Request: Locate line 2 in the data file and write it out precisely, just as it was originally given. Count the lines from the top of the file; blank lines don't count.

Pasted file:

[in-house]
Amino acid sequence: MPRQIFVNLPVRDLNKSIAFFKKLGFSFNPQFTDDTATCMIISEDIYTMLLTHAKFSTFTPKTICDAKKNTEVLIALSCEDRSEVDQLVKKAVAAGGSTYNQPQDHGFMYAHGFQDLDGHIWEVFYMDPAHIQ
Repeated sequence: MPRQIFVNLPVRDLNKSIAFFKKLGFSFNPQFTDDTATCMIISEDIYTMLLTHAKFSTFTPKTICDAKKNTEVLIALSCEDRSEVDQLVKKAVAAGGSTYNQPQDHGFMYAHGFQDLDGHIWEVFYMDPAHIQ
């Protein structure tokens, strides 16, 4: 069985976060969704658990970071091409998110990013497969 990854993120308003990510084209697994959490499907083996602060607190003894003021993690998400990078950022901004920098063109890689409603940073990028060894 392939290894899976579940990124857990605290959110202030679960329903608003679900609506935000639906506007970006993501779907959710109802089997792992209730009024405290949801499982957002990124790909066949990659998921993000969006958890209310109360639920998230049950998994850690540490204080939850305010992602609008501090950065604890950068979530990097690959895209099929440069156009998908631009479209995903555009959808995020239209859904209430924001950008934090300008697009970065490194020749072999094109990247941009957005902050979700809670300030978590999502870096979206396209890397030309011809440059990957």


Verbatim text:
Amino acid sequence: MPRQIFVNLPVRDLNKSIAFFKKLGFSFNPQFTDDTATCMIISEDIYTMLLTHAKFSTFTPKTICDAKKNTEVLIALSCEDRSEVDQLVKKAVAAGGSTYNQPQDHGFMYAHGFQDLDGHIWEVFYMDPAHIQ